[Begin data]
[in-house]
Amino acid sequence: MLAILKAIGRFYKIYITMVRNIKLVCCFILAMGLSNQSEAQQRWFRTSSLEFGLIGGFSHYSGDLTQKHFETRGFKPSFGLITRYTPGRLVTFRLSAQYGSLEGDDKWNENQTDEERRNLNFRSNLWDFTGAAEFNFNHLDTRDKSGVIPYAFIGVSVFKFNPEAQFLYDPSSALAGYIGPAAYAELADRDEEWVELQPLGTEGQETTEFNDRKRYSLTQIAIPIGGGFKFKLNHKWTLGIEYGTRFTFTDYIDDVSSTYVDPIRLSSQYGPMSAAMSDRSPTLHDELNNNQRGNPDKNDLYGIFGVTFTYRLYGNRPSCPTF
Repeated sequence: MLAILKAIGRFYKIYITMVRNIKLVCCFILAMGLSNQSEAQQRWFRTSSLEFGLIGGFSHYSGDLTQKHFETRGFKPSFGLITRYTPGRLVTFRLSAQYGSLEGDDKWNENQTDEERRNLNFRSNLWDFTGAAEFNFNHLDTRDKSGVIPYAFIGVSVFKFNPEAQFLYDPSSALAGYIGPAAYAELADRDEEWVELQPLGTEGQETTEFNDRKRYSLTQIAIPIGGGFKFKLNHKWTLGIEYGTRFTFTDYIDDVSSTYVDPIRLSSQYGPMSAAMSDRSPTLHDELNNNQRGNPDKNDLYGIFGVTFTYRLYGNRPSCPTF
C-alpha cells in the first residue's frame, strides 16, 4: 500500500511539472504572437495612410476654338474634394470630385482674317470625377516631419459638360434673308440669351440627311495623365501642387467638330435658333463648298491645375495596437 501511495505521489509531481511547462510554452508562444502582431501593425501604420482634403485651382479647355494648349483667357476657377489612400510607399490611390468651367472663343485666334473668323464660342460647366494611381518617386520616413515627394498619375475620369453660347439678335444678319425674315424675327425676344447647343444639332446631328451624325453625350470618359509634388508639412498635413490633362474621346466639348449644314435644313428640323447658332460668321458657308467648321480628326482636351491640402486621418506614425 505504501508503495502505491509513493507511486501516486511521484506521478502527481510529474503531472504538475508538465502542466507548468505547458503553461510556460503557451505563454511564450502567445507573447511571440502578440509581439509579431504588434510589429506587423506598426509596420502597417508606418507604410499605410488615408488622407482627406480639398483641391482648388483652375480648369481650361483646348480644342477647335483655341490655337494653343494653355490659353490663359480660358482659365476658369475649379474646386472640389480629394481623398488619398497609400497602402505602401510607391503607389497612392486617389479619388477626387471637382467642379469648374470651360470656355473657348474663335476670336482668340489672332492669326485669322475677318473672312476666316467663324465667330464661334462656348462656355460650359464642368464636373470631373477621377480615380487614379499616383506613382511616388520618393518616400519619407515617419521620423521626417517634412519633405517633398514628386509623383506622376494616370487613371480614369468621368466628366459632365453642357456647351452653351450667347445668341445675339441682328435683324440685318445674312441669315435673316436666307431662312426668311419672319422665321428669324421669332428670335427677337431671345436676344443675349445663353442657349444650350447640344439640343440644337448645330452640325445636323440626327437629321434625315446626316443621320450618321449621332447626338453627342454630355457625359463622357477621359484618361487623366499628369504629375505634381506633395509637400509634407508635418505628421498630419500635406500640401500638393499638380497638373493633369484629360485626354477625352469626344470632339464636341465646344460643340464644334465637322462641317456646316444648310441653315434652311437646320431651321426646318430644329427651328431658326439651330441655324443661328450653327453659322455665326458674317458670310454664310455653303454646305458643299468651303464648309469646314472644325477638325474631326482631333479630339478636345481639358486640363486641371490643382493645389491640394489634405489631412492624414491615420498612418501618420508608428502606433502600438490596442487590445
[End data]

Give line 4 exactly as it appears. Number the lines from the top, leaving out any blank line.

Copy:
C-alpha cells in the first residue's frame, strides 16, 4: 500500500511539472504572437495612410476654338474634394470630385482674317470625377516631419459638360434673308440669351440627311495623365501642387467638330435658333463648298491645375495596437 501511495505521489509531481511547462510554452508562444502582431501593425501604420482634403485651382479647355494648349483667357476657377489612400510607399490611390468651367472663343485666334473668323464660342460647366494611381518617386520616413515627394498619375475620369453660347439678335444678319425674315424675327425676344447647343444639332446631328451624325453625350470618359509634388508639412498635413490633362474621346466639348449644314435644313428640323447658332460668321458657308467648321480628326482636351491640402486621418506614425 505504501508503495502505491509513493507511486501516486511521484506521478502527481510529474503531472504538475508538465502542466507548468505547458503553461510556460503557451505563454511564450502567445507573447511571440502578440509581439509579431504588434510589429506587423506598426509596420502597417508606418507604410499605410488615408488622407482627406480639398483641391482648388483652375480648369481650361483646348480644342477647335483655341490655337494653343494653355490659353490663359480660358482659365476658369475649379474646386472640389480629394481623398488619398497609400497602402505602401510607391503607389497612392486617389479619388477626387471637382467642379469648374470651360470656355473657348474663335476670336482668340489672332492669326485669322475677318473672312476666316467663324465667330464661334462656348462656355460650359464642368464636373470631373477621377480615380487614379499616383506613382511616388520618393518616400519619407515617419521620423521626417517634412519633405517633398514628386509623383506622376494616370487613371480614369468621368466628366459632365453642357456647351452653351450667347445668341445675339441682328435683324440685318445674312441669315435673316436666307431662312426668311419672319422665321428669324421669332428670335427677337431671345436676344443675349445663353442657349444650350447640344439640343440644337448645330452640325445636323440626327437629321434625315446626316443621320450618321449621332447626338453627342454630355457625359463622357477621359484618361487623366499628369504629375505634381506633395509637400509634407508635418505628421498630419500635406500640401500638393499638380497638373493633369484629360485626354477625352469626344470632339464636341465646344460643340464644334465637322462641317456646316444648310441653315434652311437646320431651321426646318430644329427651328431658326439651330441655324443661328450653327453659322455665326458674317458670310454664310455653303454646305458643299468651303464648309469646314472644325477638325474631326482631333479630339478636345481639358486640363486641371490643382493645389491640394489634405489631412492624414491615420498612418501618420508608428502606433502600438490596442487590445